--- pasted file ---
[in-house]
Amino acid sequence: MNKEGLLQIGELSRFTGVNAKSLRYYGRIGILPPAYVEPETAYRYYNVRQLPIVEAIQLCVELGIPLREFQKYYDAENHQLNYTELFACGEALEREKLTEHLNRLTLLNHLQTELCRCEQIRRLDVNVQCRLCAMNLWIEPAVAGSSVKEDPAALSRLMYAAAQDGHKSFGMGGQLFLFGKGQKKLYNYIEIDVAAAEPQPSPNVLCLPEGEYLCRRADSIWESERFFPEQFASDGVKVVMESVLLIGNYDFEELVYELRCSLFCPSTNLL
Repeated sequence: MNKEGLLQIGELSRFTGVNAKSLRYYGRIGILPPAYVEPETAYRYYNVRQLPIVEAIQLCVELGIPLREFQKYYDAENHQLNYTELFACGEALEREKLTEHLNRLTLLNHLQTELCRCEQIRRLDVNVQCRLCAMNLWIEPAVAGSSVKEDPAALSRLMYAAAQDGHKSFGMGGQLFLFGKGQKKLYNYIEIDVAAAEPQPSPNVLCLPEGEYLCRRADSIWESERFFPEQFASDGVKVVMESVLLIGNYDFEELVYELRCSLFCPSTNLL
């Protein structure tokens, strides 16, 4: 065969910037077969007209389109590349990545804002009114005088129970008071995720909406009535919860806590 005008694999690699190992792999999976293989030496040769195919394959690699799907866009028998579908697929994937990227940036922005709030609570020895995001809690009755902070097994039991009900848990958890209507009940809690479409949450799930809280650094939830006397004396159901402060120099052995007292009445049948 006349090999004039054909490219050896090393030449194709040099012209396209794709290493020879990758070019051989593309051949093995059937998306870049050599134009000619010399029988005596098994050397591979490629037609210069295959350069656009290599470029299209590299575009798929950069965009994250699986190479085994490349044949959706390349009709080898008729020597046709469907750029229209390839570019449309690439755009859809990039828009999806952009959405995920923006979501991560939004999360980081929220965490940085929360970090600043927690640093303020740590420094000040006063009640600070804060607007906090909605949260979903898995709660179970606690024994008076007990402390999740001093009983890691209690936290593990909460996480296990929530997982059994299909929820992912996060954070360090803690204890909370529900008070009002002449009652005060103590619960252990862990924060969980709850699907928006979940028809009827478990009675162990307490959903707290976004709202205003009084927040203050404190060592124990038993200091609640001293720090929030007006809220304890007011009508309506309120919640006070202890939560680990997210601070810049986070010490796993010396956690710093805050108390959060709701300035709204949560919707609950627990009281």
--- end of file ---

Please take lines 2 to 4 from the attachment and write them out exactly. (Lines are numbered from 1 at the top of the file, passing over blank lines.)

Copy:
Amino acid sequence: MNKEGLLQIGELSRFTGVNAKSLRYYGRIGILPPAYVEPETAYRYYNVRQLPIVEAIQLCVELGIPLREFQKYYDAENHQLNYTELFACGEALEREKLTEHLNRLTLLNHLQTELCRCEQIRRLDVNVQCRLCAMNLWIEPAVAGSSVKEDPAALSRLMYAAAQDGHKSFGMGGQLFLFGKGQKKLYNYIEIDVAAAEPQPSPNVLCLPEGEYLCRRADSIWESERFFPEQFASDGVKVVMESVLLIGNYDFEELVYELRCSLFCPSTNLL
Repeated sequence: MNKEGLLQIGELSRFTGVNAKSLRYYGRIGILPPAYVEPETAYRYYNVRQLPIVEAIQLCVELGIPLREFQKYYDAENHQLNYTELFACGEALEREKLTEHLNRLTLLNHLQTELCRCEQIRRLDVNVQCRLCAMNLWIEPAVAGSSVKEDPAALSRLMYAAAQDGHKSFGMGGQLFLFGKGQKKLYNYIEIDVAAAEPQPSPNVLCLPEGEYLCRRADSIWESERFFPEQFASDGVKVVMESVLLIGNYDFEELVYELRCSLFCPSTNLL
């Protein structure tokens, strides 16, 4: 065969910037077969007209389109590349990545804002009114005088129970008071995720909406009535919860806590 005008694999690699190992792999999976293989030496040769195919394959690699799907866009028998579908697929994937990227940036922005709030609570020895995001809690009755902070097994039991009900848990958890209507009940809690479409949450799930809280650094939830006397004396159901402060120099052995007292009445049948 006349090999004039054909490219050896090393030449194709040099012209396209794709290493020879990758070019051989593309051949093995059937998306870049050599134009000619010399029988005596098994050397591979490629037609210069295959350069656009290599470029299209590299575009798929950069965009994250699986190479085994490349044949959706390349009709080898008729020597046709469907750029229209390839570019449309690439755009859809990039828009999806952009959405995920923006979501991560939004999360980081929220965490940085929360970090600043927690640093303020740590420094000040006063009640600070804060607007906090909605949260979903898995709660179970606690024994008076007990402390999740001093009983890691209690936290593990909460996480296990929530997982059994299909929820992912996060954070360090803690204890909370529900008070009002002449009652005060103590619960252990862990924060969980709850699907928006979940028809009827478990009675162990307490959903707290976004709202205003009084927040203050404190060592124990038993200091609640001293720090929030007006809220304890007011009508309506309120919640006070202890939560680990997210601070810049986070010490796993010396956690710093805050108390959060709701300035709204949560919707609950627990009281």